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By Richard Pagliaro | Thursday January 12, 2017

 
Angelique Kerber

"The pressure is a little bit higher than last year," says Angelique Kerber.

Photo credit: Australian Open Facebook

Hall of Famer Martina Hingis once summed up the pressure of being world No. 1 simply: “It’s always easier being the hunter than the hunted.”

World No. 1 Angelique Kerber has experienced both extremes.

Watch: Serena's Major Motivation

The German left-hander rocketed up the rankings from No. 10 to No. 1 last season. Now the ultra-consistent Kerber faces a first-time challenge of defending her Australian Open title.

Court dimensions haven’t changed, but Kerber concedes expectation levels have grown dramatically.

“Of course I’m really happy to be back here in Melbourne where everything starts for me last year. So I have a lot of great memories,” Kerber told the Australian Open official website in this video interview. “To be honest of course it’s a little bit different. I mean the pressure is a little bit higher than last year.

"Still, I’m trying to enjoy this. I’m here to play my best tennis and to start again the first Grand Slam of the year in Melbourne this is, for me, very special.”



Since surpassing Serena Williams for the world No. 1 ranking after her Flushing Meadows victory, Kerber has posted a 10-5 record, including a 7-6 (5), 6-2 loss to talented young Russian Daria Kasatkina in her Sydney opener earlier this week.

Understandably, there could be lingering fatigue from a stupendous 2016 season in which Kerber stunned Serena in the Australian Open final to win her first career major, posted a career-best 63-18 record, defeated Karolina Pliskova to triumph at the US Open and contested three of the four Grand Slam finals.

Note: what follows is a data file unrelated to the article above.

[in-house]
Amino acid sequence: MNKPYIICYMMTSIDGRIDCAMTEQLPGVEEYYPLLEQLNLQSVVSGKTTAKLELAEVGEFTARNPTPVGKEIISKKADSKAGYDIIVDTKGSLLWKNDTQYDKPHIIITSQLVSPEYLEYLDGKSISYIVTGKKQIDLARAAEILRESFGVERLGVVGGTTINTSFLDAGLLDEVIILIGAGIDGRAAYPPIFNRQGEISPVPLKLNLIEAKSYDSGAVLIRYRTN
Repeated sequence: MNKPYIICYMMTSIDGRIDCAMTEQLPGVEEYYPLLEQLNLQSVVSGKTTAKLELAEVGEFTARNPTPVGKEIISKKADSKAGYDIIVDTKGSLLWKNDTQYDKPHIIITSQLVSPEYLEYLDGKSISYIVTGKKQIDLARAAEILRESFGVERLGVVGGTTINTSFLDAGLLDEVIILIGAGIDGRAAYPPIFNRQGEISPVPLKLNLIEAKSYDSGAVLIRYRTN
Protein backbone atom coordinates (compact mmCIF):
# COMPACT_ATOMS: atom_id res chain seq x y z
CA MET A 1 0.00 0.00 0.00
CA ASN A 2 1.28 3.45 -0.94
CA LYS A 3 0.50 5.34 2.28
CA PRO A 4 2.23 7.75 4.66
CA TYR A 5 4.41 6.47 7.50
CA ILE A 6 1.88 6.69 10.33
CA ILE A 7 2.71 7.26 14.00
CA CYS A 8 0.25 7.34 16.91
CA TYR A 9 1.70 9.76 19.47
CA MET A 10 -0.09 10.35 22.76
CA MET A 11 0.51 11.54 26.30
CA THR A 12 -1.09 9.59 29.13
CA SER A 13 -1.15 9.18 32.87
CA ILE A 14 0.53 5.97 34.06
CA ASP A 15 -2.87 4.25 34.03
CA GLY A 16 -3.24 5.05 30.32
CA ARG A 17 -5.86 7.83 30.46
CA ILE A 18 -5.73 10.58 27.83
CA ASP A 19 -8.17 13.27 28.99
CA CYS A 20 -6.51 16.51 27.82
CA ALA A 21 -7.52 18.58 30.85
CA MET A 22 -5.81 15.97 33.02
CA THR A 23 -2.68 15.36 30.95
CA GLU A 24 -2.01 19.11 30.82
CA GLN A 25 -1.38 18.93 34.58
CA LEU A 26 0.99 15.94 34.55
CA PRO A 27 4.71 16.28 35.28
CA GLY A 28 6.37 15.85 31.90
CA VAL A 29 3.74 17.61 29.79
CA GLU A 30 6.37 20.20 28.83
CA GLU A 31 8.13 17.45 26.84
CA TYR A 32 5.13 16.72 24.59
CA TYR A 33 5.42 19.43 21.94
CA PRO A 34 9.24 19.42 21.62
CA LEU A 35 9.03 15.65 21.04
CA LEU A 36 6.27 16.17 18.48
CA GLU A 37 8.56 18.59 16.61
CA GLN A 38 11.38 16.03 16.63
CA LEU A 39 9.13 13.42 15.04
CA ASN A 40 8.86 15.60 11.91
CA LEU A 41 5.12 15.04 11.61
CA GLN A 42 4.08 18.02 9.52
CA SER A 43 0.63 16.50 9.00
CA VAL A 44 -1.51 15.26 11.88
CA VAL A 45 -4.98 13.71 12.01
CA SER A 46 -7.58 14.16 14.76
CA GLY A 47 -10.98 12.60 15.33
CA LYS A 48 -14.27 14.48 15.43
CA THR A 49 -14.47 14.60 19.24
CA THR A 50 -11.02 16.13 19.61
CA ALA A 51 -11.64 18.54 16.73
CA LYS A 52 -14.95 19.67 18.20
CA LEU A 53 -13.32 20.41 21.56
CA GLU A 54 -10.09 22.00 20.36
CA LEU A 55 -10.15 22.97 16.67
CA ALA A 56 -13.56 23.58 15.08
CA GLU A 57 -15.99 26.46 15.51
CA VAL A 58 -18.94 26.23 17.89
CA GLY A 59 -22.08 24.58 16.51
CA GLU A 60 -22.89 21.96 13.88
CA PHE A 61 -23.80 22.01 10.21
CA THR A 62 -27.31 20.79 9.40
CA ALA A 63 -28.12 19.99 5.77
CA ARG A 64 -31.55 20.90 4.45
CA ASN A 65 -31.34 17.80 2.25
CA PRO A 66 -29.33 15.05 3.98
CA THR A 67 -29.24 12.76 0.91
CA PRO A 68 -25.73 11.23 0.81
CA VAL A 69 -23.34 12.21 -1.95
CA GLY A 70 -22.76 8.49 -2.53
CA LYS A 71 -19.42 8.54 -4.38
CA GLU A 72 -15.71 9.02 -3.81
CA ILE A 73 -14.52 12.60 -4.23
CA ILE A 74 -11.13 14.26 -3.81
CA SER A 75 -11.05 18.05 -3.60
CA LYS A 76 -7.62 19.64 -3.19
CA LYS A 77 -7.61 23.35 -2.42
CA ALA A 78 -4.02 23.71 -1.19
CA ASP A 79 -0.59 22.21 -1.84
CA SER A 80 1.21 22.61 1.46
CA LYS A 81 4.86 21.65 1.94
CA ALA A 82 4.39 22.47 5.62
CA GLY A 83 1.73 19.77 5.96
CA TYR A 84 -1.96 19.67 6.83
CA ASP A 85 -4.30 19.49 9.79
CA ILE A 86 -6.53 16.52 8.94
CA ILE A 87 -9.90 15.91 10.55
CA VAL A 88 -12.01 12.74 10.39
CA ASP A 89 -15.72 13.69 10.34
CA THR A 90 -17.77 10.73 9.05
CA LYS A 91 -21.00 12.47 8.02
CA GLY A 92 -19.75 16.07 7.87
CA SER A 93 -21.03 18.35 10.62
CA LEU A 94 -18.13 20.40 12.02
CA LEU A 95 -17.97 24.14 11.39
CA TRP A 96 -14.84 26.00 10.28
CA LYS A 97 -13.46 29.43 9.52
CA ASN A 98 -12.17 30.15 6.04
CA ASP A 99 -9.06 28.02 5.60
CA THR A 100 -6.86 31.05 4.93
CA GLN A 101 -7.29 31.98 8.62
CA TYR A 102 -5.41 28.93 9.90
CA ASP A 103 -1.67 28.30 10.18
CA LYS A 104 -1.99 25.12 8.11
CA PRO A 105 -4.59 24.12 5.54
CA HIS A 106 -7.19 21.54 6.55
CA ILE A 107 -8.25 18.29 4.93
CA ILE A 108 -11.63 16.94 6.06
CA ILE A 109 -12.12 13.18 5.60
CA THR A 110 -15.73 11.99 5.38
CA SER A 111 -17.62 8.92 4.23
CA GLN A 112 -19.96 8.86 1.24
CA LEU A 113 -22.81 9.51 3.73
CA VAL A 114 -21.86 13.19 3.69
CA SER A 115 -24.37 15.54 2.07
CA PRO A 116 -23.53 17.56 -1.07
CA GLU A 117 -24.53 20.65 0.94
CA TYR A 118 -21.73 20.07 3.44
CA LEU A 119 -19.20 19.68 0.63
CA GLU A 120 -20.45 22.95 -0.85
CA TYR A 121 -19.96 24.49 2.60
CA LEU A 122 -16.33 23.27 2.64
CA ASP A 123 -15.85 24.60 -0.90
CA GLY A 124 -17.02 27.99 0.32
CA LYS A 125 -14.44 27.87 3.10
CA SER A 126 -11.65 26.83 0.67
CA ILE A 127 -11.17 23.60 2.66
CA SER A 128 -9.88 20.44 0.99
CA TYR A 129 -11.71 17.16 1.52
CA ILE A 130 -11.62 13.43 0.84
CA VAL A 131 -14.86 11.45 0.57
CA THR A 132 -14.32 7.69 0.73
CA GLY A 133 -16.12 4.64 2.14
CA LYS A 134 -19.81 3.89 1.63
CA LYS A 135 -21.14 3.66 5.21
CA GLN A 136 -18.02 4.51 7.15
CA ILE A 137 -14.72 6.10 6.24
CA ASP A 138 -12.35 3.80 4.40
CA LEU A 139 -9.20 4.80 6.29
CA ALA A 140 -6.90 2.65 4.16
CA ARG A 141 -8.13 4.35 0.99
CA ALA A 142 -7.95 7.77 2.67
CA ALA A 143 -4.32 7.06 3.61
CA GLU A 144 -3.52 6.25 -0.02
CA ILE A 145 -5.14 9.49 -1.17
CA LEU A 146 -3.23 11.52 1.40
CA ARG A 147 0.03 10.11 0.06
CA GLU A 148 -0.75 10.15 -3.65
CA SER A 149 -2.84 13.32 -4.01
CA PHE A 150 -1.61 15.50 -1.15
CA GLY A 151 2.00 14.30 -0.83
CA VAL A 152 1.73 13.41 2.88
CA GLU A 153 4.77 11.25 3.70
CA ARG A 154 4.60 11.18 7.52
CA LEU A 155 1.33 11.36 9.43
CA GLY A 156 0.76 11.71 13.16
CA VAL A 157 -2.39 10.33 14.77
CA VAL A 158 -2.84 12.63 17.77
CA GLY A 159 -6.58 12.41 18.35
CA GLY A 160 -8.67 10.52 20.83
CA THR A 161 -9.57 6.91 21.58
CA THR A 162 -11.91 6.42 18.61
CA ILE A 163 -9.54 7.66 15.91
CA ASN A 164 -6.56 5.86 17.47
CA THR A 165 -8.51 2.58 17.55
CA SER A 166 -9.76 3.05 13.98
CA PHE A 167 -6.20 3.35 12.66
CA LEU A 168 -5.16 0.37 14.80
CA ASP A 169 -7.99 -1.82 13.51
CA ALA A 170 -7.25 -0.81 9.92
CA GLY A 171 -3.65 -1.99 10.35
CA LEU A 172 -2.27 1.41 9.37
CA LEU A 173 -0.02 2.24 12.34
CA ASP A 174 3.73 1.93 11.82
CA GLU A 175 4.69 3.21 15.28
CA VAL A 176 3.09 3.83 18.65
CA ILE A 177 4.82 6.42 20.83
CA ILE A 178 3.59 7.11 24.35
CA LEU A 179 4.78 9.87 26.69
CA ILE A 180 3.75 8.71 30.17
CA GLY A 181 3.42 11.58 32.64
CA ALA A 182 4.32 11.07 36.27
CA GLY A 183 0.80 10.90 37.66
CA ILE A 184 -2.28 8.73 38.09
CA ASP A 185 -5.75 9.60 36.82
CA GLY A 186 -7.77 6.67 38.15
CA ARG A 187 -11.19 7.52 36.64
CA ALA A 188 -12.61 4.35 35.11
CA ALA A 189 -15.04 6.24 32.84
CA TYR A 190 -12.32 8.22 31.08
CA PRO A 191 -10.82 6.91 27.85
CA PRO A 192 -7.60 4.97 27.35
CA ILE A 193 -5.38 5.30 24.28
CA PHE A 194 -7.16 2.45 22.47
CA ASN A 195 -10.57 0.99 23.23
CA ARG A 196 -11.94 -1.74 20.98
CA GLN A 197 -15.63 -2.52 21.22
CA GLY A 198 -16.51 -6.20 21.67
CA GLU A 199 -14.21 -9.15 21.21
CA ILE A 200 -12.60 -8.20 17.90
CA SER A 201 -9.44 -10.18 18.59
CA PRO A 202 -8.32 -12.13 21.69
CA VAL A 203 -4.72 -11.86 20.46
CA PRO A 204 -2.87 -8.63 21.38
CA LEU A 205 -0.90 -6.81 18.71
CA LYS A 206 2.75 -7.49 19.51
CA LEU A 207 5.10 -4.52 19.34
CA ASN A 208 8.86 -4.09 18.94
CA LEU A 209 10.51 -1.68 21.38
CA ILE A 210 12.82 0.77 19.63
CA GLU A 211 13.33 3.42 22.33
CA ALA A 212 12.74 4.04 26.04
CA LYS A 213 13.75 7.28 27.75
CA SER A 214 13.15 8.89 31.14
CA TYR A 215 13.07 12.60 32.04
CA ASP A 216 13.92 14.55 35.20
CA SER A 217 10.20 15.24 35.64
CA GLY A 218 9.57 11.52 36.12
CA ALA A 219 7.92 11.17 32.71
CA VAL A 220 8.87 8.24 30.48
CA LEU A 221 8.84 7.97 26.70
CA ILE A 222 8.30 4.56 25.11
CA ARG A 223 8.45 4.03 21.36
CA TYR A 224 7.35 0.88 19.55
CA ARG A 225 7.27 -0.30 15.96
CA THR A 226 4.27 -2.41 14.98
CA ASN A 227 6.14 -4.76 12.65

Then there’s the pack of challengers racing at her heels charged by their own powerful ambition.

Second-ranked Serena is playing for an Open Era record 23rd Grand Slam championship, Garbine Muguruza is trying assert herself as a future No. 1 and a pack of players—Agnieszka Radwanska, Simona Halep, Dominika Cibulkova, Pliskova and Johanna Konta—are driven to break through for their first Grand Slam title.

“The thing about Kerber, there's a saying that it's easier to get to No. 1, it's harder to stay there. I think she's going to be tested,” ESPN analyst Chris Evert told the media in a conference call to promote ESPN’s Australian Open coverage, which starts Sunday night.

“I think it's going to be interesting to see how mentally tough she's going to become and how she's going to fend off the competition, because there's some dangerous players: (Karolina) Pliskova, (Garbine) Muguruza, Johanna) Konta.

“Very much like the men, you have really like 15, 20 tough, tough players, and good depth at the top now. Then with Serena, who is going to be even more motivated than before. I think it's going to really test her toughness.”

While Kerber's slow start in tune-up tournaments isn’t optimal preparation for launching a first major title defense, it isn’t foreboding either.

Last year, Kerber was runner-up in Brisbane before pulling out of Sydney after one round. Her Australian Open nearly ended in the opening round, but Kerber fought off a match point rallying past Misaki Doi, 6–7 (4), 7–6 (6), 6–3.

A greater concern for Kerber is her sometime shallow slice second serve. Opponents know how tough the 28-year-old German is in running rallies. All the more reason to attack the second serve and try to put the supreme counter-puncher on her heels with the first strike.



Two reasons why Evert is confident Kerber can sustain her spot at the top of tennis are her physical fitness and mental discipline—both are major assets in the Melbourne heat.

“When you look at the top 10, I look at the list, to me Kerber is mentally the toughest of all of them, aside from Serena when she's really focused,” Evert said. “Angelique Kerber, her main strengths is her mental toughness, because she improved so much. Years ago, she was the one that was rough on her player box, kind of whining out there. She has improved that so much."

Consider that before her title run in Oz last year, Kerber often wilted in Australian heat. She failed to survive the second round in four of her eight prior Australian Open appearances and had never made it past the fourth round before winning Melbourne. 

Fitness gives Kerber a fighting chance to continue her run at the top, says Evert.

“The mental toughness, and her I think physical fitness are the two things that she is head and shoulders really above everyone else," Evert said. "If anybody can maintain No. 1, I think that she will do it for a while.

"I think it depends on Serena, how much she wants it, how hungry she is. She's really going to be the one that's going to challenge her the most of anyone.”


 

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